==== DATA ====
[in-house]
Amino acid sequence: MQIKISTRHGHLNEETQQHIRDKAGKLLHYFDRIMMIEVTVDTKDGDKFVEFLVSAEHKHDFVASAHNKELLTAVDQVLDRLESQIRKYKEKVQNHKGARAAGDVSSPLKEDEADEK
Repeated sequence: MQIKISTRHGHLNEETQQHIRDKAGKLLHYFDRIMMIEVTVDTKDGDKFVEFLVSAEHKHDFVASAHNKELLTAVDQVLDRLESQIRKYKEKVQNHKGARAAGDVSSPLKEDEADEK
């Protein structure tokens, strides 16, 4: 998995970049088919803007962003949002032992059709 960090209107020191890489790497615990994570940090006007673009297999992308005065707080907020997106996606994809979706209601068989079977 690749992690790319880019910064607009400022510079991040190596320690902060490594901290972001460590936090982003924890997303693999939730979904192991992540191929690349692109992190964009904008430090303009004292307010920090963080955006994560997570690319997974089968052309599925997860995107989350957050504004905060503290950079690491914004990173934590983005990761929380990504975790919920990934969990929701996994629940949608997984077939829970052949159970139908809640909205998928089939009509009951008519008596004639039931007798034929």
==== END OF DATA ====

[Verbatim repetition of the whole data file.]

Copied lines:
[in-house]
Amino acid sequence: MQIKISTRHGHLNEETQQHIRDKAGKLLHYFDRIMMIEVTVDTKDGDKFVEFLVSAEHKHDFVASAHNKELLTAVDQVLDRLESQIRKYKEKVQNHKGARAAGDVSSPLKEDEADEK
Repeated sequence: MQIKISTRHGHLNEETQQHIRDKAGKLLHYFDRIMMIEVTVDTKDGDKFVEFLVSAEHKHDFVASAHNKELLTAVDQVLDRLESQIRKYKEKVQNHKGARAAGDVSSPLKEDEADEK
């Protein structure tokens, strides 16, 4: 998995970049088919803007962003949002032992059709 960090209107020191890489790497615990994570940090006007673009297999992308005065707080907020997106996606994809979706209601068989079977 690749992690790319880019910064607009400022510079991040190596320690902060490594901290972001460590936090982003924890997303693999939730979904192991992540191929690349692109992190964009904008430090303009004292307010920090963080955006994560997570690319997974089968052309599925997860995107989350957050504004905060503290950079690491914004990173934590983005990761929380990504975790919920990934969990929701996994629940949608997984077939829970052949159970139908809640909205998928089939009509009951008519008596004639039931007798034929």